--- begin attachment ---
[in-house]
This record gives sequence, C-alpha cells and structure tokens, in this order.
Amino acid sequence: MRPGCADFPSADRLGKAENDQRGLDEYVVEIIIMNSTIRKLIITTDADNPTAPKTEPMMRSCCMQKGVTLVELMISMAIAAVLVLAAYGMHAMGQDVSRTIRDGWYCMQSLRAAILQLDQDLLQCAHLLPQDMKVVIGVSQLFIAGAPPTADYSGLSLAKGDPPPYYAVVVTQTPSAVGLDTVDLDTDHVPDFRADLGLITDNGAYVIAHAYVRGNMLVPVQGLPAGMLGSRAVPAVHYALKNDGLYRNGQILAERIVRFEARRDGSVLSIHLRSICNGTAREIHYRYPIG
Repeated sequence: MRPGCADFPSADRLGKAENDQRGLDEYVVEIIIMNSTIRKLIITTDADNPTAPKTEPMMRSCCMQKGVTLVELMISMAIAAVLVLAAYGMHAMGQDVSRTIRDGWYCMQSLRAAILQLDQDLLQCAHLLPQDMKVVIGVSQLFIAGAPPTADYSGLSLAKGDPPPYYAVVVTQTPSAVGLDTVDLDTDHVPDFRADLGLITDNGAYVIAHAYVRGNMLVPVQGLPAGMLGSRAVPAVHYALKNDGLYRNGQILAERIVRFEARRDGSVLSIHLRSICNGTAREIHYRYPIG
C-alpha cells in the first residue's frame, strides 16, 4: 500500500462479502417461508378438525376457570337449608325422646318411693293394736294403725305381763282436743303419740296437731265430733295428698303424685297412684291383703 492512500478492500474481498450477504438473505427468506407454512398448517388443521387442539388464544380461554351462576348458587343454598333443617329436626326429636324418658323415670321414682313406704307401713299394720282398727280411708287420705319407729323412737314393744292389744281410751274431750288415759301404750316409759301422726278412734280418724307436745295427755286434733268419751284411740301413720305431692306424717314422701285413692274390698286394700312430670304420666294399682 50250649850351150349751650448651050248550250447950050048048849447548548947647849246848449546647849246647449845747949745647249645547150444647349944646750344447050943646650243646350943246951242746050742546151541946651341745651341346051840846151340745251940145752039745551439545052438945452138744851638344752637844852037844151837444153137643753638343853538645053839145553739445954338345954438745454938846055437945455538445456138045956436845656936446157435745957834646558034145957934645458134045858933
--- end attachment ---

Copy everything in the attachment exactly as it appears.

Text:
[in-house]
This record gives sequence, C-alpha cells and structure tokens, in this order.
Amino acid sequence: MRPGCADFPSADRLGKAENDQRGLDEYVVEIIIMNSTIRKLIITTDADNPTAPKTEPMMRSCCMQKGVTLVELMISMAIAAVLVLAAYGMHAMGQDVSRTIRDGWYCMQSLRAAILQLDQDLLQCAHLLPQDMKVVIGVSQLFIAGAPPTADYSGLSLAKGDPPPYYAVVVTQTPSAVGLDTVDLDTDHVPDFRADLGLITDNGAYVIAHAYVRGNMLVPVQGLPAGMLGSRAVPAVHYALKNDGLYRNGQILAERIVRFEARRDGSVLSIHLRSICNGTAREIHYRYPIG
Repeated sequence: MRPGCADFPSADRLGKAENDQRGLDEYVVEIIIMNSTIRKLIITTDADNPTAPKTEPMMRSCCMQKGVTLVELMISMAIAAVLVLAAYGMHAMGQDVSRTIRDGWYCMQSLRAAILQLDQDLLQCAHLLPQDMKVVIGVSQLFIAGAPPTADYSGLSLAKGDPPPYYAVVVTQTPSAVGLDTVDLDTDHVPDFRADLGLITDNGAYVIAHAYVRGNMLVPVQGLPAGMLGSRAVPAVHYALKNDGLYRNGQILAERIVRFEARRDGSVLSIHLRSICNGTAREIHYRYPIG
C-alpha cells in the first residue's frame, strides 16, 4: 500500500462479502417461508378438525376457570337449608325422646318411693293394736294403725305381763282436743303419740296437731265430733295428698303424685297412684291383703 492512500478492500474481498450477504438473505427468506407454512398448517388443521387442539388464544380461554351462576348458587343454598333443617329436626326429636324418658323415670321414682313406704307401713299394720282398727280411708287420705319407729323412737314393744292389744281410751274431750288415759301404750316409759301422726278412734280418724307436745295427755286434733268419751284411740301413720305431692306424717314422701285413692274390698286394700312430670304420666294399682 50250649850351150349751650448651050248550250447950050048048849447548548947647849246848449546647849246647449845747949745647249645547150444647349944646750344447050943646650243646350943246951242746050742546151541946651341745651341346051840846151340745251940145752039745551439545052438945452138744851638344752637844852037844151837444153137643753638343853538645053839145553739445954338345954438745454938846055437945455538445456138045956436845656936446157435745957834646558034145957934645458134045858933